Which kind of bugs me, not that I really like Snape (or Draco Malfroy), but Harry spends the entire series thinking up ways that they are trying to hurt him. I would like to think that there are some people in this world who could simultaniously not like Potter and still not be evil. But I guess not.

Also, since it appears that Snape betrays Dumbledore, it seems Dumbledores fatal flaw is that he was too trusting, he believed too much in people/was to gulible. But Rowling has put Hagrid in the same boat as Snape (in Dumbledore's eyes), so it's kind of a mixed message. In an interview she talks about Dumbledore being too trusting. I can see the point in that; 'if you're too trusting you can be duped.'

But my problem is Harry is always right, basically about everything. He's paranoid the entire book, he never trusts Snape and at the end it looks again like Harry was proven right. Maybe I want the books to be a bit more complex a bit more like real life. Draco is bound to follow in the fathers footsteps (but not completely, he couldn't bring himself to kill Dumbledore) and become a Death Eater and Snape is bound to return to Voldemort. In Potter's world, if they don't like Harry Potter (or his parents) they are evil. In Potter's world if you don't like one another, there is no way to work towards a common goal. Or if a kid is a brat or a bully there's no way he can be redeemed.

Though I did find it interesting that Rowling started off the book with Snape taking the Unbreakable Vow with some other Death Eaters. From what I recall, I can't really remember a scene in the book that Harry wasn't present for. For my memory, the book has followed Harry around and we've never really seen something that Harry hasn't.

I hope in book 7 it turns out Snape is still good and his hand was forced to kill Voldemort and that Draco didn't go over to the Death Eaters completely. Personally, it would piss me off that every one of Harry's suspicions turned out to be correct.

I do admire that Rowling killed off an important character with Dumbledore. One of the big problems with the Wheel of Time series is that the main characters fight tons of battles and no one close to them really gets hurt. The Potter Universe has taken hits with Black and Dumbledore dying, so it does add a bit of realism there.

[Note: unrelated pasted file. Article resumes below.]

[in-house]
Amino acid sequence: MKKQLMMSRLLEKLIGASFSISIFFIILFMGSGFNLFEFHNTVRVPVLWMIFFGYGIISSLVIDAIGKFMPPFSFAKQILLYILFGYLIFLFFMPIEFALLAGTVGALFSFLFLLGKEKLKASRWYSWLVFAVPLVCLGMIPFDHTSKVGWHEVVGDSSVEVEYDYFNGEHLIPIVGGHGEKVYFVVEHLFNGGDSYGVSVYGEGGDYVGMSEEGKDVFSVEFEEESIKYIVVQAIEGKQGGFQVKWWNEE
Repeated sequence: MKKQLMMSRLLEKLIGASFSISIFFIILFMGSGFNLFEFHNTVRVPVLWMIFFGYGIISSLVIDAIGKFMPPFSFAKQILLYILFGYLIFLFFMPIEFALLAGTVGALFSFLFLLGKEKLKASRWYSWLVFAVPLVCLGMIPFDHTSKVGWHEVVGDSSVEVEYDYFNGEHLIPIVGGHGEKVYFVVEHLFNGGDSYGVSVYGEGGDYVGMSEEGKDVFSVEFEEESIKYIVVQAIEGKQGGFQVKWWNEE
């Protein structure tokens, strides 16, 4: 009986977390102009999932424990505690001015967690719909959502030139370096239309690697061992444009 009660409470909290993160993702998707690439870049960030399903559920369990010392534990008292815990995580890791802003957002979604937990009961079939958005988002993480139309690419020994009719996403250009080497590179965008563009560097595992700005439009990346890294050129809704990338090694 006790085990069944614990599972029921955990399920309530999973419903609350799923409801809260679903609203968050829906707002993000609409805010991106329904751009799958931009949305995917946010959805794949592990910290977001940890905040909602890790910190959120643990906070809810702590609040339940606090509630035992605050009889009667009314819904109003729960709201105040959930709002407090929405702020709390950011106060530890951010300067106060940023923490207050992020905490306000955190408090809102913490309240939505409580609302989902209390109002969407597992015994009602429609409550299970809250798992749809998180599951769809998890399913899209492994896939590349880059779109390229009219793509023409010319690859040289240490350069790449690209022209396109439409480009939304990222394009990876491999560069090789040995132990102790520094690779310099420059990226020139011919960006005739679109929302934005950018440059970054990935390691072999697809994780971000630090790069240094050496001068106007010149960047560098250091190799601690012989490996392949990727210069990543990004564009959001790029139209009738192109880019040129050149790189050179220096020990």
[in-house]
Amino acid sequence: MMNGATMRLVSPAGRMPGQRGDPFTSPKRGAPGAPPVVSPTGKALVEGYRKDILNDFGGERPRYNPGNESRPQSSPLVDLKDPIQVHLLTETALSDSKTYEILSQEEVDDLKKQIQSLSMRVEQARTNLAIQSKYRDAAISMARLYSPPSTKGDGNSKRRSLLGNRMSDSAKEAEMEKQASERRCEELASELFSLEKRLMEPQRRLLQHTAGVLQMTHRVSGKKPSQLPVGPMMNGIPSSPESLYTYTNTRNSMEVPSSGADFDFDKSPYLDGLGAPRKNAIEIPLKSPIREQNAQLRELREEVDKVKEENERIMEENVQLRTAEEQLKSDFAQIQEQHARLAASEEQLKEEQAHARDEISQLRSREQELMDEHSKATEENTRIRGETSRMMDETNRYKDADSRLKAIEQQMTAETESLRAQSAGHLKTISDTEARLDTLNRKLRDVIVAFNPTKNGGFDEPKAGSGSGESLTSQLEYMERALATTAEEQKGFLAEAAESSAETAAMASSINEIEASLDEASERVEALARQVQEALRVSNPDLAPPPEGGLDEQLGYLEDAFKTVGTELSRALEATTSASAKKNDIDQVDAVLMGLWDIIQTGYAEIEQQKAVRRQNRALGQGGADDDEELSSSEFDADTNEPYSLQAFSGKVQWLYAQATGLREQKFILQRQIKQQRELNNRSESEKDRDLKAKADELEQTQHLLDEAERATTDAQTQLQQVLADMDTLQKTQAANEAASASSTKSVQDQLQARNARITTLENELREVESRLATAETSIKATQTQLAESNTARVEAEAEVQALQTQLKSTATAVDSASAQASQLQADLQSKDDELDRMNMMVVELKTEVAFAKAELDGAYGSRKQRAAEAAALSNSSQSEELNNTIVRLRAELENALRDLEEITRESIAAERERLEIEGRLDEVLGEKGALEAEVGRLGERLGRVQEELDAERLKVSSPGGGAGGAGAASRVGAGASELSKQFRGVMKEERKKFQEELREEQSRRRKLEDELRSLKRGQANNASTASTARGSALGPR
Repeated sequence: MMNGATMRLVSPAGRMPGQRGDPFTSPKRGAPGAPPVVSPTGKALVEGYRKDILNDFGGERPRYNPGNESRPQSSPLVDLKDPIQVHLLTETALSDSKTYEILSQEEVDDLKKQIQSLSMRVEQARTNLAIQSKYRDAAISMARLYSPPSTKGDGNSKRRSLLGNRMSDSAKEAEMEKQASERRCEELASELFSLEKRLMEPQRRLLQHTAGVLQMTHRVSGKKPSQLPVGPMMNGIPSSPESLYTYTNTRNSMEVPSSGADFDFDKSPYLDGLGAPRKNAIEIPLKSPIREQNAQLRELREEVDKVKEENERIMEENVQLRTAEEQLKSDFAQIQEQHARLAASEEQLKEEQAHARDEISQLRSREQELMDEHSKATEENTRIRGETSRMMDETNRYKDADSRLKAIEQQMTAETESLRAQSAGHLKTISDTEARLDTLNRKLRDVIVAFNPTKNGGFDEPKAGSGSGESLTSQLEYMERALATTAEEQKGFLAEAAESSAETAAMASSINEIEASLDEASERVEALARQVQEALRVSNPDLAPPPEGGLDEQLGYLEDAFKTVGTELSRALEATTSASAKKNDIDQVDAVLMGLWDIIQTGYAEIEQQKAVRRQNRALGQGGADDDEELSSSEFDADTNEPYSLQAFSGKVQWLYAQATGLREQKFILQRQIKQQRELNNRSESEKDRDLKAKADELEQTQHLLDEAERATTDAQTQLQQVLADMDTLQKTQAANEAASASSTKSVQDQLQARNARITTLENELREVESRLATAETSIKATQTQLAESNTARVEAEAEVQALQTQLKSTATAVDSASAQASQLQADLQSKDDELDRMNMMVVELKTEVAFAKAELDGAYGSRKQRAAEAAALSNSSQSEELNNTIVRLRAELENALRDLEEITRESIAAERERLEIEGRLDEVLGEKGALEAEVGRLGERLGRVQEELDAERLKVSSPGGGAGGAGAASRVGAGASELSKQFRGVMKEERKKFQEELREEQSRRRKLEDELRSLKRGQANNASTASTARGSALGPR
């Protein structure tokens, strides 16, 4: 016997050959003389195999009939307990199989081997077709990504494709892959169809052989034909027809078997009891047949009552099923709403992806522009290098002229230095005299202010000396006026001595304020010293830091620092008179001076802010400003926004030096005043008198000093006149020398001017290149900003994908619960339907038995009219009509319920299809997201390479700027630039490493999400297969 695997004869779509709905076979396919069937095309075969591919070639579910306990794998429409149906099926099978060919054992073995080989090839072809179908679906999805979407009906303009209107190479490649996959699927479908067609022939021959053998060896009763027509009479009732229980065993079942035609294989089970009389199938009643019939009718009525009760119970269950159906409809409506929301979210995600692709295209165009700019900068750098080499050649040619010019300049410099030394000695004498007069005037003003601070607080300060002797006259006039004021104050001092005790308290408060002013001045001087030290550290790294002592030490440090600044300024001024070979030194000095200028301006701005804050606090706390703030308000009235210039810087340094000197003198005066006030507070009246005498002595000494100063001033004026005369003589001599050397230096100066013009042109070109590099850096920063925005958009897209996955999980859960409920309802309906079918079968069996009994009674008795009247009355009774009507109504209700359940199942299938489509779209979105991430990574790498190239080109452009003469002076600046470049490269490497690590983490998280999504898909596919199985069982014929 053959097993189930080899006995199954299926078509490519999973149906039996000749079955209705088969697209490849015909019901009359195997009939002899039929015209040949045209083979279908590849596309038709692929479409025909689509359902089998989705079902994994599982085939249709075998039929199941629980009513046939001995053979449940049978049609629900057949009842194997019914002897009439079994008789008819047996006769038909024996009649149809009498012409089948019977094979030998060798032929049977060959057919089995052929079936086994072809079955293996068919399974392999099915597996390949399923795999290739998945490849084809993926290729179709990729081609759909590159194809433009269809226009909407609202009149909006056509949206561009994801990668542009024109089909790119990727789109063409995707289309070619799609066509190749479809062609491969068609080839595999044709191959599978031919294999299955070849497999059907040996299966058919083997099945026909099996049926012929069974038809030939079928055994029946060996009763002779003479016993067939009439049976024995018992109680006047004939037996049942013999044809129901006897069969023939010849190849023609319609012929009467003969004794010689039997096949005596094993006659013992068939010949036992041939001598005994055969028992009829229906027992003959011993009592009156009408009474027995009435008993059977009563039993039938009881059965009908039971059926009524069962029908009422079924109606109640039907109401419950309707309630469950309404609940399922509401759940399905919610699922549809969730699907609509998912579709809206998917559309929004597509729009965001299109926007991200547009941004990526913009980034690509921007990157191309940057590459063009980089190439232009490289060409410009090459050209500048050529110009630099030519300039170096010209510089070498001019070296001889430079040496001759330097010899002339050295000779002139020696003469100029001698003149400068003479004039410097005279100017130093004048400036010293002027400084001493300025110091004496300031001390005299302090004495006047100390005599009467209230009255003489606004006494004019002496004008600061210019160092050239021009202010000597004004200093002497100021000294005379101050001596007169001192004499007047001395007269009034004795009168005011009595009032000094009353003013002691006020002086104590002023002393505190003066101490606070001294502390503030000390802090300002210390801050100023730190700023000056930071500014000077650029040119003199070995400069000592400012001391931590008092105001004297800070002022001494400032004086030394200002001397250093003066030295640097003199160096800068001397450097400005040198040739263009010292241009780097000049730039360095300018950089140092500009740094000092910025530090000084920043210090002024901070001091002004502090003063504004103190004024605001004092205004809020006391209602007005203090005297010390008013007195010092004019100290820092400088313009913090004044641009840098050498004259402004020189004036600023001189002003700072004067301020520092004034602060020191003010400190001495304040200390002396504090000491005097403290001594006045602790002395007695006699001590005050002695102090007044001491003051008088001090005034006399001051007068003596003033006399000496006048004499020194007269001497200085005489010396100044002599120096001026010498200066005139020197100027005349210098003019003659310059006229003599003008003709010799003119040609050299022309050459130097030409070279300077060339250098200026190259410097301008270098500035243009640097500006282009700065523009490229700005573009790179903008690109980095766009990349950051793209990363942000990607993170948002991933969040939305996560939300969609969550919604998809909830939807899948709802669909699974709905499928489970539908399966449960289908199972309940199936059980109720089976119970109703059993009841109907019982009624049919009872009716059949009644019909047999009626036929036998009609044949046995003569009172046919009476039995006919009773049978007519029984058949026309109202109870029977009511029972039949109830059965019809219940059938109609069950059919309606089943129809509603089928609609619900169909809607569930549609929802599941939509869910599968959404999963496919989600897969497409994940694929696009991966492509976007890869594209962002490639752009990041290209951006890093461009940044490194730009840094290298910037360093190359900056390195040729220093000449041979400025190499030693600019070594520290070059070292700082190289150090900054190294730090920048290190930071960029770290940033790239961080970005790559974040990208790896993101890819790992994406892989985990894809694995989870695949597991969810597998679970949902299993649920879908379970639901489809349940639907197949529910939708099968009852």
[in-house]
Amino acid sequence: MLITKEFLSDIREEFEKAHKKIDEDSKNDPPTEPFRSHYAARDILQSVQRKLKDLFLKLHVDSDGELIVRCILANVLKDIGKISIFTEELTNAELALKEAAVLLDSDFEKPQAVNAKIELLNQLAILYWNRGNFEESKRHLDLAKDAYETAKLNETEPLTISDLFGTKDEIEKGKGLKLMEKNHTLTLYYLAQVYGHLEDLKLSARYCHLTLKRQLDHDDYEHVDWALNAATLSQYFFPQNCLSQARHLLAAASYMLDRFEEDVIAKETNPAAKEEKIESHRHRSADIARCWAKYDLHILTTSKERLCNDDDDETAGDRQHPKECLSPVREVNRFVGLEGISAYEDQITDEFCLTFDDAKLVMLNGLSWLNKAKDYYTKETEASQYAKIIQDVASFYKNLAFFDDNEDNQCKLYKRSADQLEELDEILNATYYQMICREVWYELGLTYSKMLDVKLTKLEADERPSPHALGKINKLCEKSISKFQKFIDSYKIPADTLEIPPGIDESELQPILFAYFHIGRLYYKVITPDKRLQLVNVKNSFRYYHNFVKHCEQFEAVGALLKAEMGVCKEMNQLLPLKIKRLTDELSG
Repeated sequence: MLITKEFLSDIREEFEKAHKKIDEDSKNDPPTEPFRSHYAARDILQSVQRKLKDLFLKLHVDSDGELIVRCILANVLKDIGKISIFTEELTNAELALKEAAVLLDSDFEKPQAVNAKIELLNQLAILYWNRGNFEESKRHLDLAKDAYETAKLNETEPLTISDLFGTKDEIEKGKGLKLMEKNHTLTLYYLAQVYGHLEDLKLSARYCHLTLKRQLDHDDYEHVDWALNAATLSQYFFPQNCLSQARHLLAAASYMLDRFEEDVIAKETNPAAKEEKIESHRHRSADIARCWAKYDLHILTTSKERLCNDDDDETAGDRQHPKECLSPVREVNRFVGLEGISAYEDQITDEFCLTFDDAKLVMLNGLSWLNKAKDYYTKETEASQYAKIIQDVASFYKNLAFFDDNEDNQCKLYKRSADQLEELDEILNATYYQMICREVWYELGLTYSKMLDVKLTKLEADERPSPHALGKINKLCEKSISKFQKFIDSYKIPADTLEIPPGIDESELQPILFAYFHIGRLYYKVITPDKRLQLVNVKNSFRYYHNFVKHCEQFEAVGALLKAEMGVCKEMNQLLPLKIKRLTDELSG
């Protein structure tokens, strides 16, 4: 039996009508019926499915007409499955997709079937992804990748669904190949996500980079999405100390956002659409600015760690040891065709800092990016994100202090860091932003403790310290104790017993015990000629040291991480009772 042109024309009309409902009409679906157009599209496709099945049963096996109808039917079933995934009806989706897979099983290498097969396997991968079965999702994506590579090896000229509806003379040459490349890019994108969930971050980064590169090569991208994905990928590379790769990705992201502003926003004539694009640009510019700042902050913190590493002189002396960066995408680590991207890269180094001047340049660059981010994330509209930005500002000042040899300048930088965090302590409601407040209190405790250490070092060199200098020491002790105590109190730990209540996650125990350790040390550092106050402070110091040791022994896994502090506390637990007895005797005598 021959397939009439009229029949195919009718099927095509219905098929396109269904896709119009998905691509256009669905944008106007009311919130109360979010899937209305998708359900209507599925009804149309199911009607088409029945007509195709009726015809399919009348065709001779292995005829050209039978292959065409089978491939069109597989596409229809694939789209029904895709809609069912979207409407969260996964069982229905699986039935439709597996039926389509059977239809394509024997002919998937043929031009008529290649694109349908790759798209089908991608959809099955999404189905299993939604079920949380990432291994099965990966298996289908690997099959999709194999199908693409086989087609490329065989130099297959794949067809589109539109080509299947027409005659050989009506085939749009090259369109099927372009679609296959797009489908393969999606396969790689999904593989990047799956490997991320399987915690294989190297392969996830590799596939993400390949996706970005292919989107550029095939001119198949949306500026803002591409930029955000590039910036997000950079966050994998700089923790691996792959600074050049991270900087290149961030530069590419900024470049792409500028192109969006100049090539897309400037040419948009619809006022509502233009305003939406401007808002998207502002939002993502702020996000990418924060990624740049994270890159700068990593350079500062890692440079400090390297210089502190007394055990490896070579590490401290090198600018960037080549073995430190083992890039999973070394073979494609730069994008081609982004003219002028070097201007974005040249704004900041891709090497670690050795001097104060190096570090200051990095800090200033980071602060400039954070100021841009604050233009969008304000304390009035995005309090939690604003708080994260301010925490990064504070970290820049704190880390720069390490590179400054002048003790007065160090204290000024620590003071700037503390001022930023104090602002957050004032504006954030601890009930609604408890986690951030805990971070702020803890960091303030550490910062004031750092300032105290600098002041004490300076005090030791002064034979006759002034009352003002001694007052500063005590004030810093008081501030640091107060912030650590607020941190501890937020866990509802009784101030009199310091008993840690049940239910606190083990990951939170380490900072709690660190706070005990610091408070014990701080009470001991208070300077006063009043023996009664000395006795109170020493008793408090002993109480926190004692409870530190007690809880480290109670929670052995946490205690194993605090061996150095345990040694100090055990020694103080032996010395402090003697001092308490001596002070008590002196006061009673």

Also, -and this is either really good writing or really crappy writing- the book starts off with the Weasley parents always making sure they are who they say they are by asking personal questions. Dumbledore tells Harry to do the same. People could be impersonated and you need to stay on your toes. Rowling goes through all the trouble of telling us this and then never delivers. Or does she? Part of me thinks someone in the book wasn't really who they said they were. There was so much talk about knowing Dumbledore's favorite jam or the Weasley's pet names for each other not to have something like that follow up.

I must point out I didn't care for the cliche of Harry pushing away Ginny at the end of the book. He says how she's unsafe being with him or some crap. Like she isn't in danger anyway because she's part of the family Harry stays with during the holidays. Plus, and Spiderman 2 did this, it makes it seem like the woman has no choice in this. 'It's too dangerous, blah blah blah I gotta go' ugh...

I'm sure there's a ton of stuff I missed or didn't get to. But overall, the book was worth the wait and I now get to wait for book 7.